What If You Could Buy Some Of Your Insurance On Demand, Like Renting A Movie Instead Of Paying Monthly For Cable Packages?
That approach, being explored by startup Bind Benefits, is drawing attention in a health care industry hungry for innovative ideas on how to cut costs. Meanwhile, a new poll finds that three out of 10 Americans are forgoing care because it's so expensive.
The Associated Press:
Health Insurance On Demand? Some Are Betting On It
People with health insurance often pay for coverage they never use. A startup wants to shake that up. It's a radical idea: On-demand insurance that lets customers buy some of their coverage only if and when they need it, similar to how TV viewers might rent a new release from Amazon instead of paying every month for a pricey cable package they rarely use. This approach from Bind Benefits is one of the latest wrinkles in a yearslong push by companies and insurers to control costs and make patients smarter health care shoppers. (Murphy, 12/17)
Three In 10 Delaying Medical Treatment Due To Costs: Gallup
About three in 10 Americans say they have delayed seeking medical treatment within the past year because of medical costs, according to a new poll published Monday. A Gallup poll found that 29 percent of respondents said they had put off treatment because of costs. About 19 percent said they delayed treatment for serious or somewhat serious conditions, according to the poll. (Burke, 12/17)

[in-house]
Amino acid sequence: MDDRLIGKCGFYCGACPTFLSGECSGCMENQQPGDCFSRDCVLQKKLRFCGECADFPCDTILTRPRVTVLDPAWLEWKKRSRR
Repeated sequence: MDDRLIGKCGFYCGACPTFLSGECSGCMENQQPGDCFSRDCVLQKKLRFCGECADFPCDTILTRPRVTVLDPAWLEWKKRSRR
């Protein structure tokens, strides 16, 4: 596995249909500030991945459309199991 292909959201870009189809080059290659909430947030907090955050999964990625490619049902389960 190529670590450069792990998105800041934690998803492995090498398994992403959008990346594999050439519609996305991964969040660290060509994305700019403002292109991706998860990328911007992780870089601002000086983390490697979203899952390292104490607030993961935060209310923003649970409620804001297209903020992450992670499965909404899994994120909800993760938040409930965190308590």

In other news on health care costs —
Kaiser Health News:
After Her Skiing Accident, An Uphill Battle Over Snowballing Bills
Sarah Witter couldn’t get a break even though her leg had gotten several. As she lay on a ski trail in Vermont last February, Witter, now 63, knew she hadn’t suffered a regular fall because she could not get up. An X-ray showed she had fractured two major bones in her lower left leg. A surgeon at Rutland Regional Medical Center screwed two gleaming metal plates onto the bones to stabilize them. “I was very pleased with how things came together,” the doctor wrote in his operation notes. But as spring ended, the wound started to hurt more. (Rau, 12/18)